For Brittney Griner, chilly US-Russia relations are 'not a good environment to negotiate.' So what's her best option?
In April 2019, yoga instructor Naama Issachar was arrested as she tried to board a connecting flight in Moscow on her way home to Israel. Russian authorities said they searched Issachar’s luggage and found about 10 grams of marijuana.
What elsewhere in the world might have drawn a slap on the wrist in Russia resulted in drug-trafficking charges and a seven-and-a-half-year prison sentence. Russia then reportedly dangled Issachar as a bargaining chip, offering to make a prisoner swap or to free the 26-year-old Israeli-American in exchange for other political favors.
Issachar’s story is a cautionary tale for Brittney Griner, the American basketball star arrested at the same Moscow airport last month under strikingly similar circumstances. Griner is under investigation for large-scale transportation of drugs and facing up to 10 years in prison after Russian customs officials allegedly found vape cartridges containing hashish oil in her luggage.
While Issachar served nine months in prison before Israeli Prime Minister Benjamin Netanyahu intervened and negotiated her early release, experts in U.S.-Russian relations told Yahoo Sports that Griner shouldn’t count on such a deal. Her detainment comes during a time of renewed hostility and distrust between the former Cold War adversaries with Russia at war with Ukraine and the U.S. joining Western allies in imposing crippling economic sanctions.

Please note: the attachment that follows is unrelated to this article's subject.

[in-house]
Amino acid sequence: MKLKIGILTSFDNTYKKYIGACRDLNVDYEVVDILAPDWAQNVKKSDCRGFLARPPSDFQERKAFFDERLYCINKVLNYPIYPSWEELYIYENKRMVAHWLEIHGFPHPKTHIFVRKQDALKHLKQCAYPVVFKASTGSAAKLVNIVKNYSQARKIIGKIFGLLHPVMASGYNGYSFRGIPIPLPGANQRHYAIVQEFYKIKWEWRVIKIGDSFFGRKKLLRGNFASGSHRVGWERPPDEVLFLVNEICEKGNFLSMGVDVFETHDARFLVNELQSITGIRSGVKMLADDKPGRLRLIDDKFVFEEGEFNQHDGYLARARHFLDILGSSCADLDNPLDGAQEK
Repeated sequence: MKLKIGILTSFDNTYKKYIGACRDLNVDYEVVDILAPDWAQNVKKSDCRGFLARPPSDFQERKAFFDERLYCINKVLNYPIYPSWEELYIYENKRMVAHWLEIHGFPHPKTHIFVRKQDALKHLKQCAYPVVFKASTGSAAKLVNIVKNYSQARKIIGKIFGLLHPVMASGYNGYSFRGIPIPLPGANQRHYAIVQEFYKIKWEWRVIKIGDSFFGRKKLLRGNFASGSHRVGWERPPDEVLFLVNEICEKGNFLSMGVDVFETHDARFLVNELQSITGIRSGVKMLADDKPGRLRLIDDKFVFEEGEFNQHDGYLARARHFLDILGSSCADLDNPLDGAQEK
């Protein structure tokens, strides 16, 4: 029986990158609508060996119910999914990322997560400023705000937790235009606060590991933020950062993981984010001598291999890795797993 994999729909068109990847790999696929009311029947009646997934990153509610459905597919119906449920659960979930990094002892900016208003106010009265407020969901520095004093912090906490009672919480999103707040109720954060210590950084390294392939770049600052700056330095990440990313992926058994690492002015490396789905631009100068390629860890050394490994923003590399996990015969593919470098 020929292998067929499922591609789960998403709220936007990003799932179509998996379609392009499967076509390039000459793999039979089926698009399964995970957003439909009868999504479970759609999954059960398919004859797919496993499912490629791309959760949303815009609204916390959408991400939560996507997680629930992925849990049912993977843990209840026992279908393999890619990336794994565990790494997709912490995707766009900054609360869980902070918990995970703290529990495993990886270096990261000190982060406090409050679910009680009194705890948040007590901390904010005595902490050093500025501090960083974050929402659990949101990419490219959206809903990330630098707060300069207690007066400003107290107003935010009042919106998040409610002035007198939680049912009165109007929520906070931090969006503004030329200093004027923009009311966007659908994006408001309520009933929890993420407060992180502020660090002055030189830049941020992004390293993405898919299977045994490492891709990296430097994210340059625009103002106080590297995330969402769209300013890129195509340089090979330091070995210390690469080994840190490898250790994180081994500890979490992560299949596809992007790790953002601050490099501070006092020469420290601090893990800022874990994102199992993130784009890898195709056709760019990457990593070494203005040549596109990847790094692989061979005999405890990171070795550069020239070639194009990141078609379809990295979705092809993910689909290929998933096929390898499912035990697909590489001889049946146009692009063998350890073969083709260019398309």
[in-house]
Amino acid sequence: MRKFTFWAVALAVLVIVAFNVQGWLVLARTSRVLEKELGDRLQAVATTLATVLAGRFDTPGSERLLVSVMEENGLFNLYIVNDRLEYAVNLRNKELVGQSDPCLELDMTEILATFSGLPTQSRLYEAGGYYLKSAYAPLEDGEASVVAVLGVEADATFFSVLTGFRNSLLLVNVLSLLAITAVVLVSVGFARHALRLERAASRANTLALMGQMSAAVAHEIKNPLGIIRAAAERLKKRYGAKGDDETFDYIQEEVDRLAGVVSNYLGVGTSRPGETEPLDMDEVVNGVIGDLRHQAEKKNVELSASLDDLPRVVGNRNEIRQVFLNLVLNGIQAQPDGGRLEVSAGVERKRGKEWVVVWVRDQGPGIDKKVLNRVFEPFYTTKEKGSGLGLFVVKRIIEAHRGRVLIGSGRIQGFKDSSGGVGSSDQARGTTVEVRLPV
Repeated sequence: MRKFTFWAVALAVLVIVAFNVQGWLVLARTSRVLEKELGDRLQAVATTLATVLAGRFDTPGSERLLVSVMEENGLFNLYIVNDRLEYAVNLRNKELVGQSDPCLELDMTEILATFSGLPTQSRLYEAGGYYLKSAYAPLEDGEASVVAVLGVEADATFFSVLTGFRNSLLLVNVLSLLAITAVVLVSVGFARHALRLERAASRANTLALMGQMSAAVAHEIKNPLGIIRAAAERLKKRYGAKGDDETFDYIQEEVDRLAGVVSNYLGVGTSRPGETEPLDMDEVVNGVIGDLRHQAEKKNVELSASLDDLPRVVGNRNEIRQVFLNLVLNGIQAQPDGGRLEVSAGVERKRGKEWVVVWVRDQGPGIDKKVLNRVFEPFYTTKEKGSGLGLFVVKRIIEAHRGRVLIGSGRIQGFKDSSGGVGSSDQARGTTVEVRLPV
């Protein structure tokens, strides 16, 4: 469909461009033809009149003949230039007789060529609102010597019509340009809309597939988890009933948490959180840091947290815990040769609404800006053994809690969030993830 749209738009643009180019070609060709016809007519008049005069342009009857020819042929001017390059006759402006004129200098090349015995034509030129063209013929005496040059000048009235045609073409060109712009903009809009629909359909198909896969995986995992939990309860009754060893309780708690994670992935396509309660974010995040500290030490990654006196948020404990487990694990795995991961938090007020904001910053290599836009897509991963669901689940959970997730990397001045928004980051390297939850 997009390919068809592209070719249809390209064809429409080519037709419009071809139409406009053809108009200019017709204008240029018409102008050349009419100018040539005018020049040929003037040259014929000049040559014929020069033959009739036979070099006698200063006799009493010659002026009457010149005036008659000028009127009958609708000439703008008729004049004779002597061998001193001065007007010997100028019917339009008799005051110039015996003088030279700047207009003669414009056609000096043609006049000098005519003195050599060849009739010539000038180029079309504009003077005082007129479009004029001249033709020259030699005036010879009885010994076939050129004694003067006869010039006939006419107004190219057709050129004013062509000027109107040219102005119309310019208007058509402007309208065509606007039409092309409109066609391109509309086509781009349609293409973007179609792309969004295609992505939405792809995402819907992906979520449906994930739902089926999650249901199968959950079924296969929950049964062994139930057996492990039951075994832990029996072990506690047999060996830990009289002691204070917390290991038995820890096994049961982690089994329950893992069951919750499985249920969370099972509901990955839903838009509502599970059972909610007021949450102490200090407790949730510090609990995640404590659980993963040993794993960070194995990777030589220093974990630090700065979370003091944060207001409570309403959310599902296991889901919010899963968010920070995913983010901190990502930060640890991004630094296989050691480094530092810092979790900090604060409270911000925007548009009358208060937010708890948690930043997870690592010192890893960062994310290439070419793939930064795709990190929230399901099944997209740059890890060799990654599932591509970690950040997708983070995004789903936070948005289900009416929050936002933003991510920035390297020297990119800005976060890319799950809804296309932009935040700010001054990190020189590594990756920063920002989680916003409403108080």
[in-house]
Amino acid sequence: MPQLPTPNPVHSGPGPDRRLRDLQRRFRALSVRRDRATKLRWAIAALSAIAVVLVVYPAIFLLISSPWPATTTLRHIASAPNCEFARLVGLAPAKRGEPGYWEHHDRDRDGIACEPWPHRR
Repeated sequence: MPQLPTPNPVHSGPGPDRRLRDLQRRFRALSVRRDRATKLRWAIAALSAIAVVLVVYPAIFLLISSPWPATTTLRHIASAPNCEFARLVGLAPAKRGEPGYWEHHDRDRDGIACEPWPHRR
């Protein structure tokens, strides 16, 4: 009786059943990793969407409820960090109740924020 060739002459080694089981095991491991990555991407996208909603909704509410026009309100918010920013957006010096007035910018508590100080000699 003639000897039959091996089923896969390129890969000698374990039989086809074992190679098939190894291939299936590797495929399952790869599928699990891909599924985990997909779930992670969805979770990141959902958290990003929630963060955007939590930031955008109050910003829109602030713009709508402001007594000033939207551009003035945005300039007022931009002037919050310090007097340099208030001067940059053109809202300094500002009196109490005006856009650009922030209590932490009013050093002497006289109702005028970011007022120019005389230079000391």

"Whatever kind of bargain could normally be worked out at the political level is going to be much harder to work out right now,” said Tom Firestone, who spent 14 years as the resident legal adviser at the U.S. Embassy in Moscow. “We’re as close to cutting off diplomatic relations as you can be without actually cutting off diplomatic relations. That’s not a good environment to negotiate the release of a detainee."
Firestone’s comments come one day after Antony Blinken declined to speak specifically about Griner when asked how the U.S. could help her. Answering generally, the U.S. Secretary of State told reporters on Sunday, “Whenever an American is detained anywhere in the world, we of course stand ready to provide every possible assistance, and that includes in Russia."
The U.S. has so far been unable to negotiate the release of two ex-Marines that Blinken says Russia has “unjustly detained.” Trevor Reed was sentenced to nine years in a Russian prison in 2020 after he allegedly got into an altercation with Russian police. Paul Whelan was sentenced to 16 years in Russian prison in 2020 for alleged espionage.
It’s not just Firestone who questions how much help the State Department could provide Griner in the midst of a war. William Partlett, an associate professor at Melbourne Law School and an expert on Russian politics, noted there is far less of a U.S. consular presence in Russia than usual to assist with the case and that tensions between the two countries are only escalating.